R2#traceroute 172.16.0.1 probe 1
Type escape sequence to abort.
Tracing the route to 172.16.0.1
VRF info: (vrf in name/id, vrf out name/id)
  1 192.168.23.3 5 msec
  2 192.168.13.1 10 msec

There are a couple of different methods how you can solve this, depending on what routing protocol you select. This is something we will discuss in other lessons.

Configurations

Want to take a look for yourself? Here you will find the configuration of each device.

R1

hostname R1
!
ip cef
!
interface Loopback0
 ip address 172.16.0.1 255.255.255.0
!
interface Loopback1
 ip address 172.16.1.1 255.255.255.0
!
interface Loopback2
 ip address 172.16.2.1 255.255.255.0
!
interface Loopback3
 ip address 172.16.3.1 255.255.255.0
!
interface GigabitEthernet0/1
 ip address 192.168.12.1 255.255.255.0
 ip summary-address rip 172.16.0.0 255.255.0.0
!
interface GigabitEthernet0/2
 ip address 192.168.13.1 255.255.255.0
!
router rip
 network 172.16.0.0
 network 192.168.12.0
 network 192.168.13.0
 distribute-list 1 in GigabitEthernet0/2
 no auto-summary
!
access-list 1 deny   any
!
end

R2

hostname R2
!
ip cef
!
interface GigabitEthernet0/1
 ip address 192.168.12.2 255.255.255.0
!
interface GigabitEthernet0/2
 ip address 192.168.23.2 255.255.255.0
!
router rip
 network 192.168.12.0
 network 192.168.23.0
 no auto-summary
!
end

R3

hostname R3
!
ip cef
!
interface GigabitEthernet0/1
 ip address 192.168.13.3 255.255.255.0
!
interface GigabitEthernet0/2
 ip address 192.168.23.3 255.255.255.0
!
router rip
 network 192.168.13.0
 network 192.168.23.0
 no auto-summary
!
end

Conclusion

You have now learned what route summarization is about and it’s advantages and disadvantages:

  • Summarization means we advertise one summary route that represents multiple networks.
  • Also known as route aggregation or supernetting.
  • Saves CPU cycles, bandwidth and memory.
  • Reduces the size of the routing table.
  • Prevents routing table instability.
  • Has two possible disadvantages:
    • Forwarding traffic to non-existing networks.
    • Sub-optimal routing.

Tags:


Forum Replies

  1. Rene,

    I have a doubt, all examples that you gave are “continuos” networks and an even number of networks.
    And when we have networks like below? I just can solve them with binary method. Is there another form?

    172.16.10.0/24
    172.16.20.0/24
    172.16.30.0/24
    172.16.40.0/24
    172.16.50.0/24

    I choosed shortest and highest networks and convert them to binary, so the summary address will be
    176.16.0.0/18 a block size 64 networks. I can’t solve it using CIDR notation and block size method.

    Another example with an odd number of networks, I can solve it with binary method

    19

    ... Continue reading in our forum

  2. Hi Gabriel,

    Good question, let’s look at these examples. First one:

    172.16.10.0/24
    172.16.20.0/24
    172.16.30.0/24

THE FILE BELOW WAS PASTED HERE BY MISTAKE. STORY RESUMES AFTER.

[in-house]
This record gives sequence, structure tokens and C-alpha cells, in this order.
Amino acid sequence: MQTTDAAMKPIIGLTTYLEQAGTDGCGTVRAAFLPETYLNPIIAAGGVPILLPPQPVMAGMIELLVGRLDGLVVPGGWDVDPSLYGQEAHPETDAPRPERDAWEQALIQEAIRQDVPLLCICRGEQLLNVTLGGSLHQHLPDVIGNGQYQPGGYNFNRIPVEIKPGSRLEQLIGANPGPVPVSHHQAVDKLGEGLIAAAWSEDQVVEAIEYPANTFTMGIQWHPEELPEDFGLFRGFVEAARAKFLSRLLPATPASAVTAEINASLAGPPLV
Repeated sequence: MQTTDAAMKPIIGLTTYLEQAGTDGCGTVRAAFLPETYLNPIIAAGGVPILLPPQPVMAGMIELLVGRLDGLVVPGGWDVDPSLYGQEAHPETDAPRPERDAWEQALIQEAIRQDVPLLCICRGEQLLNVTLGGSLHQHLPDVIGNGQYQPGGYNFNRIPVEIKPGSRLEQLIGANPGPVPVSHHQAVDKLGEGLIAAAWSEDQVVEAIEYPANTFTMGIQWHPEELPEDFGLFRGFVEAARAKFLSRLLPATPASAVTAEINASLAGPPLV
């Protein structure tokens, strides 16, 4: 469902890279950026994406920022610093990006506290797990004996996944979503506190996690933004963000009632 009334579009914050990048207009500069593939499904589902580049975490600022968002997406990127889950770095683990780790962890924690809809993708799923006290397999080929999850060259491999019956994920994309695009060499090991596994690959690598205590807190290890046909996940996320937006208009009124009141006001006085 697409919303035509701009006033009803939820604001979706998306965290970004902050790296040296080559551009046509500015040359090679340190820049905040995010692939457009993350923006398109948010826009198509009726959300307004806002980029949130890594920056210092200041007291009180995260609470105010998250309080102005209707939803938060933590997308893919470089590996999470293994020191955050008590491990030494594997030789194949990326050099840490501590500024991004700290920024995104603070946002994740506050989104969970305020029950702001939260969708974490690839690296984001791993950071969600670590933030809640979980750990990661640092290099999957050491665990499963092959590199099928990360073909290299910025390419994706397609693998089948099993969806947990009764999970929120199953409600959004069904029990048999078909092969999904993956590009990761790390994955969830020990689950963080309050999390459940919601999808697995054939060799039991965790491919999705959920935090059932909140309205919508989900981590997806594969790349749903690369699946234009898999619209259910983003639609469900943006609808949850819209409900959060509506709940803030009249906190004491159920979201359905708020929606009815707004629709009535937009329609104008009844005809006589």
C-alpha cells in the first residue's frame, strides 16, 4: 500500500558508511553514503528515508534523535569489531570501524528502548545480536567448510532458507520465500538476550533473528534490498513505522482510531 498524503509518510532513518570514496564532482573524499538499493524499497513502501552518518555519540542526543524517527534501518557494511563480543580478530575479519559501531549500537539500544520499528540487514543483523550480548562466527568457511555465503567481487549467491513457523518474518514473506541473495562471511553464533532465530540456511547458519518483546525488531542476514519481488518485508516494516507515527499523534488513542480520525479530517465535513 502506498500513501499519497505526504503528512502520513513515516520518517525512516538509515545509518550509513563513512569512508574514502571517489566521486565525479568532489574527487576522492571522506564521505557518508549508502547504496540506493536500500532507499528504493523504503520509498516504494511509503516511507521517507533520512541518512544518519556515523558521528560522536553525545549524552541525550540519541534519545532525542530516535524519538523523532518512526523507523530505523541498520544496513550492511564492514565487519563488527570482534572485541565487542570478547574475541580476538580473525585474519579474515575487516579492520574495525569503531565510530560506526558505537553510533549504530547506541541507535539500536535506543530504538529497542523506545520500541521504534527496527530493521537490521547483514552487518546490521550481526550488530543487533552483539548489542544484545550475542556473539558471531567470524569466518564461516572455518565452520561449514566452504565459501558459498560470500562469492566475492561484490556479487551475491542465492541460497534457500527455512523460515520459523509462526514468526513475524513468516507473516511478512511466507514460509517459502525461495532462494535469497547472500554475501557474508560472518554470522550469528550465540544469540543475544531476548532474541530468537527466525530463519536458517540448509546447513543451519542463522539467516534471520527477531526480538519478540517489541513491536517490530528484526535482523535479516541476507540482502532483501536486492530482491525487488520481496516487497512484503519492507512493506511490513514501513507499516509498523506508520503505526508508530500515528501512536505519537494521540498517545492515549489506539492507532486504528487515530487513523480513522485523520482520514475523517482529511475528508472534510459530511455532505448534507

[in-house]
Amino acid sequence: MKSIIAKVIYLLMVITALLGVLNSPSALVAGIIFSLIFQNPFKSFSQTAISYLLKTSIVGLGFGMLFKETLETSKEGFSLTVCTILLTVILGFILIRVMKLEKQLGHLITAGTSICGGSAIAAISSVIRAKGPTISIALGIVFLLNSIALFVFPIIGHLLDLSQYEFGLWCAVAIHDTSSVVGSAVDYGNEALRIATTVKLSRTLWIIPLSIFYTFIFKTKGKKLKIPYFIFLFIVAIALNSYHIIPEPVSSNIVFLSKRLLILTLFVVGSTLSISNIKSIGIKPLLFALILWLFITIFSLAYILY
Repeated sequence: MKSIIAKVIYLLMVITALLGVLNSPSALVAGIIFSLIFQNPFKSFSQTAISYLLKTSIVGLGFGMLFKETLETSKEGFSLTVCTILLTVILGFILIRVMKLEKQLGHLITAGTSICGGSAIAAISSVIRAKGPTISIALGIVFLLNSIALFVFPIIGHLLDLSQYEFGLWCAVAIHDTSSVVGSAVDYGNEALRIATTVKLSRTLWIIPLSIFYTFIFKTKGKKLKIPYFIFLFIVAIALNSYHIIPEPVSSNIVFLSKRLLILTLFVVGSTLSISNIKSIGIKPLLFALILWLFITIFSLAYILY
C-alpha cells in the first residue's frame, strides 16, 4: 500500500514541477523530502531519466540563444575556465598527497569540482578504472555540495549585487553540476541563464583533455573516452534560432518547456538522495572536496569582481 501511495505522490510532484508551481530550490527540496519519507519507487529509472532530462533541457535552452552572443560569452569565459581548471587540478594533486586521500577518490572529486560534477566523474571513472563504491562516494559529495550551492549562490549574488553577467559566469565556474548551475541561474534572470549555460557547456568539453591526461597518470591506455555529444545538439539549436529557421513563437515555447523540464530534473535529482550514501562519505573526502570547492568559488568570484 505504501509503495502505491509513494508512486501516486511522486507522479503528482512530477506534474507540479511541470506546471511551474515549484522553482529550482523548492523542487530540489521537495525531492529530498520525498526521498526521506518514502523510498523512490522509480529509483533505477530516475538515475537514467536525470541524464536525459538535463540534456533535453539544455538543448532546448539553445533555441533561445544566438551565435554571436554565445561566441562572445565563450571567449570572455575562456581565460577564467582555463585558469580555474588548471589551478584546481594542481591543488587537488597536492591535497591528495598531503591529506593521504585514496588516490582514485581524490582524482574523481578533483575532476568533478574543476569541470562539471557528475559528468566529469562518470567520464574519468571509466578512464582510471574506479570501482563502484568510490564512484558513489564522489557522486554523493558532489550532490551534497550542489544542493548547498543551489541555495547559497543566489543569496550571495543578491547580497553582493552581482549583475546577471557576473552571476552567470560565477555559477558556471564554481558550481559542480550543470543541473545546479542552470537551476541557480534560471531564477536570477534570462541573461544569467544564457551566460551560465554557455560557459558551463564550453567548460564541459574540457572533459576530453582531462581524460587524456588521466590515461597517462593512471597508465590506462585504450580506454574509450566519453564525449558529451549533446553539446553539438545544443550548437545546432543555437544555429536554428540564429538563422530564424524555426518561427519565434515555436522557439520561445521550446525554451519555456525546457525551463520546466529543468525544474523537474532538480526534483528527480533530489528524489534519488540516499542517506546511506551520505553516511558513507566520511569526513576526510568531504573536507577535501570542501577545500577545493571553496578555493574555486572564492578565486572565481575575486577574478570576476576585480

172.16.40.0/24
    172.16.50.0/24

    Let’s do it in binary first (in case someone else reads this):

    10 = 00001010
    20 = 00010100
    30 = 00011110
    40 = 00101000
    50 = 00110010

    Only the first 2 bits are the same. Our CIDR notation would be 8 + 8 + 2 = 18 bits and we’ll use network address 172.16.0.0.

    This works but it’s slow…you can do it in decimal, just remember the block sizes:

    2,4,8,16,32,64,128.

    Now you only have to pick a block size that fits all of the netw

    ... Continue reading in our forum

  3. Hi Lokesh,

    There are a couple of potential issues.

    1. You can blackhole traffic. For example let’s say you have these 4 networks behind a router:

    192.168.0.0 /24
    192.168.1.0 /24
    192.168.2.0 /24
    192.168.3.0 /24

    If you would create a summary like 192.168.0.0 /20 then basically you are advertising the 192.168.0.0 - 192.168.15.0 range to other routers. When your router receives a packet with destination 192.168.6.6 or something it will drop it.

    1. Asymmetric routing, This one is harder to explain with text only. When you advertise a summary it’s possible that other r

    ... Continue reading in our forum

  4. Oops! I made a mistake. The calculation of 6 (which means 6 bits are required for the summarization) is correct, but I applied those six bits to the “host” portion of the subnet mask and not the “network” portion. I have corrected my original post–thanks for pointing that out.

  5. Vikas,
    CIDR and Supernetting are the same thing. This is where you can aggregate networks together into larger networks beyond their natural network boundary.

    Although Supernetting/CIDR might be considered a type of summarization, “summarization” generally is considered to be constrained by natural (classful) network boundaries. The distinction is somewhat subtle. Suppose you have the following:

    192.168.1.0/28
    192.168.1.16/28

    These could be summarized as 192.168.1.0/27 because /27 is smaller than the natural /24 boundary.

    Now, if you had this:
    192.168.0.0/24

    ... Continue reading in our forum